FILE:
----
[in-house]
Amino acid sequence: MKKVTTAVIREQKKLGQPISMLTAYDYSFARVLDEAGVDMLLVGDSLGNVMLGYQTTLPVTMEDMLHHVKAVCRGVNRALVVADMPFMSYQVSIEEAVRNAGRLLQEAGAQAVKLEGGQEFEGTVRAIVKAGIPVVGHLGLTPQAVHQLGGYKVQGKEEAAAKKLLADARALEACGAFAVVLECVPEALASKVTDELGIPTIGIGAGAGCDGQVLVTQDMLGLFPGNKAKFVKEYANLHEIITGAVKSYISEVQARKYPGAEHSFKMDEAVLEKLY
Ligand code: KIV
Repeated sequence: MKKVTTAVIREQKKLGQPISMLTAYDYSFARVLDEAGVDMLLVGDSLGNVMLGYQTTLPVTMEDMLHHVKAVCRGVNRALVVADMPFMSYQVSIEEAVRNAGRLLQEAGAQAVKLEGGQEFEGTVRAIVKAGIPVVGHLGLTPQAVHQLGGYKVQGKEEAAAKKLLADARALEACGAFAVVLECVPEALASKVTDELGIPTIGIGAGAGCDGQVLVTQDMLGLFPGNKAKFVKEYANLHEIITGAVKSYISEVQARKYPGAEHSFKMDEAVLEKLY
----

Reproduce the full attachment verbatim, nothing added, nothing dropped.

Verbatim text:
[in-house]
Amino acid sequence: MKKVTTAVIREQKKLGQPISMLTAYDYSFARVLDEAGVDMLLVGDSLGNVMLGYQTTLPVTMEDMLHHVKAVCRGVNRALVVADMPFMSYQVSIEEAVRNAGRLLQEAGAQAVKLEGGQEFEGTVRAIVKAGIPVVGHLGLTPQAVHQLGGYKVQGKEEAAAKKLLADARALEACGAFAVVLECVPEALASKVTDELGIPTIGIGAGAGCDGQVLVTQDMLGLFPGNKAKFVKEYANLHEIITGAVKSYISEVQARKYPGAEHSFKMDEAVLEKLY
Ligand code: KIV
Repeated sequence: MKKVTTAVIREQKKLGQPISMLTAYDYSFARVLDEAGVDMLLVGDSLGNVMLGYQTTLPVTMEDMLHHVKAVCRGVNRALVVADMPFMSYQVSIEEAVRNAGRLLQEAGAQAVKLEGGQEFEGTVRAIVKAGIPVVGHLGLTPQAVHQLGGYKVQGKEEAAAKKLLADARALEACGAFAVVLECVPEALASKVTDELGIPTIGIGAGAGCDGQVLVTQDMLGLFPGNKAKFVKEYANLHEIITGAVKSYISEVQARKYPGAEHSFKMDEAVLEKLY